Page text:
New taxes on internet giants such as Facebook and Google might be a crowd-pleaser, but acting without the blessing of the OECD would not be the Government’s first choice, documents released under the Official Information Act stress.
Prime Minister Jacinda Ardern announced last month that the Government would release a discussion document in May that would canvass a “digital services tax” on the New Zealand revenues of overseas multinationals.
Social media and online advertising companies such as Google as Facebook, as well as eBay and Uber would be in the frame.
Finance Minister Grant Robertson said the Government was “determined that multinational companies pay their fair share of tax” but its strong preference was to work with the Organisation for Economic Cooperation Development (OECD) to find an internationally-agreed solution.
The discussion paper that will be released in May would canvas the option of a tax similar to the 2 per cent tax that Britain plans to impose on the sales of some digital companies from April next year, a Cabinet paper released under the OIA said.
But it would also state that the Government saw benefits in aligning its approach with Australia, where a similar tax is also being considered.
However, the Cabinet paper concluded it was “more likely than not” that the OECD would achieve an international solution that would make independent action by New Zealand unnecessary, given that the United States now appeared to be on board for reforms.
It also reiterated warnings previously made by officials that New Zealand risked breaching international trade obligations and its double tax agreements – as well as inviting retaliation against New Zealand exporters – if it acted outside any internationally-ratified agreement.
“We currently consider that changing the internationally-agreed income tax rules, if possible, would be the best option for taxing the digital economy in the long term,” it said.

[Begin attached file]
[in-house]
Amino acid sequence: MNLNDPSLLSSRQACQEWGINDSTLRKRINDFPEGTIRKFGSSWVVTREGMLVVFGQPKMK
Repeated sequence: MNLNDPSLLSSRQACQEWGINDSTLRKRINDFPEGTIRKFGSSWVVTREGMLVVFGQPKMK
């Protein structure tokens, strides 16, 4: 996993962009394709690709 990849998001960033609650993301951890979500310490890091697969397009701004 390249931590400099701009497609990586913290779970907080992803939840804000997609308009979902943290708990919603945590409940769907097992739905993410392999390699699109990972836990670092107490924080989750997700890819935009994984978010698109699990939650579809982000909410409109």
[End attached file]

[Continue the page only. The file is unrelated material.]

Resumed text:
The Cabinet paper said it might only be worth the Government independently introducing its own new taxes on foreign multinationals if the OECD failed to make sufficient progress on an international solution this year, and if “a critical mass of other countries, particularly Australia” also did the same.
That was because of the “reputational risk” to the country.
The Government would also want to ensure Kiwi companies would not be unduly affected and that digital businesses would not simply pass on the tax to consumers, it said.
Speaking at a round table in Paris last week, US Treasury deputy international tax counsel Brian Jenn and top European tax officials all expressed confidence an international agreement would be reached by the end of next year.
That may be based on allowing countries to tax profits generated by multinationals from “marketing tangibles” – such as the power of their brands – in each country, and by ensuring that multinationals paid a minimum rate of tax on profits they generated from sales in any country.
“What is at stake is how do you ‘share the pie’, either on highly digitalised business models or more broadly,” OECD tax policy director Pascal Saint-Amans said.
Jenn said he was “very hopeful, you could say confident” that OECD countries would reach an agreement next year.
“Once you start down the road of having a conversation about how you allocate taxing rights in a different way than we have done for the past 80 or 100 years, that is not a conversation people will just quickly walk away from – something will come out of that,” he said.
If New Zealand did instead act independently a “rough estimate” was that a 3 per cent tax on the local sales on the likes of Facebook, Google’s YouTube, Uber and eBay could raise between $30 million and $80m a year, the Cabinet paper said.
It described that sum as “small” in relation to the $26 billion value of e-commerce in New Zealand, but it said a digital services tax could also have the benefit of improving “public confidence in the fairness of the tax system”.
Overall, New Zealand stood to gain from such taxes, it said.
“This is because New Zealand imports more highly-digitalised services than it exports.”
Source : Stuff NZ
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